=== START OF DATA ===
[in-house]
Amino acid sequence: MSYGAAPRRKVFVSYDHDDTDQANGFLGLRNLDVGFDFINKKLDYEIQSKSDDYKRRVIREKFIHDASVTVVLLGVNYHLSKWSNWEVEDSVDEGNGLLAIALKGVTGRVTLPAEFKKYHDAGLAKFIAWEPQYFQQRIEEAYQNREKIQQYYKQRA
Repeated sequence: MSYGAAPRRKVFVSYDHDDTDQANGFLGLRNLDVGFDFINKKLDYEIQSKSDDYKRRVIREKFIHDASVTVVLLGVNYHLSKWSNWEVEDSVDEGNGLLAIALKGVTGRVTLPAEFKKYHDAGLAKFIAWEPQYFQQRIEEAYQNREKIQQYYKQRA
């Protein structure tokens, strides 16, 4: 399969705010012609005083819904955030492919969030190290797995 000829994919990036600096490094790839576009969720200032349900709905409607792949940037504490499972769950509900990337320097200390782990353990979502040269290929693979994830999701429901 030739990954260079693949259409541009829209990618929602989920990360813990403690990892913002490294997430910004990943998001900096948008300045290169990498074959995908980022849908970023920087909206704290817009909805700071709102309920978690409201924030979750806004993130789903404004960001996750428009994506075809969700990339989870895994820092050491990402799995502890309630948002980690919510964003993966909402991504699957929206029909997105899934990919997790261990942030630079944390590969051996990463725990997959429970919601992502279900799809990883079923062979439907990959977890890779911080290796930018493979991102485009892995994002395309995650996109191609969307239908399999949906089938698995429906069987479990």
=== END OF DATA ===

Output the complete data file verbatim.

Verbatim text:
[in-house]
Amino acid sequence: MSYGAAPRRKVFVSYDHDDTDQANGFLGLRNLDVGFDFINKKLDYEIQSKSDDYKRRVIREKFIHDASVTVVLLGVNYHLSKWSNWEVEDSVDEGNGLLAIALKGVTGRVTLPAEFKKYHDAGLAKFIAWEPQYFQQRIEEAYQNREKIQQYYKQRA
Repeated sequence: MSYGAAPRRKVFVSYDHDDTDQANGFLGLRNLDVGFDFINKKLDYEIQSKSDDYKRRVIREKFIHDASVTVVLLGVNYHLSKWSNWEVEDSVDEGNGLLAIALKGVTGRVTLPAEFKKYHDAGLAKFIAWEPQYFQQRIEEAYQNREKIQQYYKQRA
């Protein structure tokens, strides 16, 4: 399969705010012609005083819904955030492919969030190290797995 000829994919990036600096490094790839576009969720200032349900709905409607792949940037504490499972769950509900990337320097200390782990353990979502040269290929693979994830999701429901 030739990954260079693949259409541009829209990618929602989920990360813990403690990892913002490294997430910004990943998001900096948008300045290169990498074959995908980022849908970023920087909206704290817009909805700071709102309920978690409201924030979750806004993130789903404004960001996750428009994506075809969700990339989870895994820092050491990402799995502890309630948002980690919510964003993966909402991504699957929206029909997105899934990919997790261990942030630079944390590969051996990463725990997959429970919601992502279900799809990883079923062979439907990959977890890779911080290796930018493979991102485009892995994002395309995650996109191609969307239908399999949906089938698995429906069987479990």